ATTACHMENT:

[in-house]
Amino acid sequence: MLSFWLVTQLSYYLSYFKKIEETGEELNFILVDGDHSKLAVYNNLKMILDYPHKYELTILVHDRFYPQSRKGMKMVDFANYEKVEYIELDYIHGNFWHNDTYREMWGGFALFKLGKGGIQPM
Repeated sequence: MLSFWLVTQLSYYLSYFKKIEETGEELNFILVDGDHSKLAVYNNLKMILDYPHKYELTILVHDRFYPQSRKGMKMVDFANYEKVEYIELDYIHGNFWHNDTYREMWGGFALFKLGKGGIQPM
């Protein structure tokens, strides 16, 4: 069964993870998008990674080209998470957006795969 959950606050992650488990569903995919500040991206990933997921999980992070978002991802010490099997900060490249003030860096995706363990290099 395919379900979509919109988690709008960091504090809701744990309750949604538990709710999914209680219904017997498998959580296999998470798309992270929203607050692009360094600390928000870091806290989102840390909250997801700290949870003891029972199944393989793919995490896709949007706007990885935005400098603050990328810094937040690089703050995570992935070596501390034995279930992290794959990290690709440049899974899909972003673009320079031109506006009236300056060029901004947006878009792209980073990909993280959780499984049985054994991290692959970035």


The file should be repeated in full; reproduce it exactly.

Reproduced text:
[in-house]
Amino acid sequence: MLSFWLVTQLSYYLSYFKKIEETGEELNFILVDGDHSKLAVYNNLKMILDYPHKYELTILVHDRFYPQSRKGMKMVDFANYEKVEYIELDYIHGNFWHNDTYREMWGGFALFKLGKGGIQPM
Repeated sequence: MLSFWLVTQLSYYLSYFKKIEETGEELNFILVDGDHSKLAVYNNLKMILDYPHKYELTILVHDRFYPQSRKGMKMVDFANYEKVEYIELDYIHGNFWHNDTYREMWGGFALFKLGKGGIQPM
């Protein structure tokens, strides 16, 4: 069964993870998008990674080209998470957006795969 959950606050992650488990569903995919500040991206990933997921999980992070978002991802010490099997900060490249003030860096995706363990290099 395919379900979509919109988690709008960091504090809701744990309750949604538990709710999914209680219904017997498998959580296999998470798309992270929203607050692009360094600390928000870091806290989102840390909250997801700290949870003891029972199944393989793919995490896709949007706007990885935005400098603050990328810094937040690089703050995570992935070596501390034995279930992290794959990290690709440049899974899909972003673009320079031109506006009236300056060029901004947006878009792209980073990909993280959780499984049985054994991290692959970035």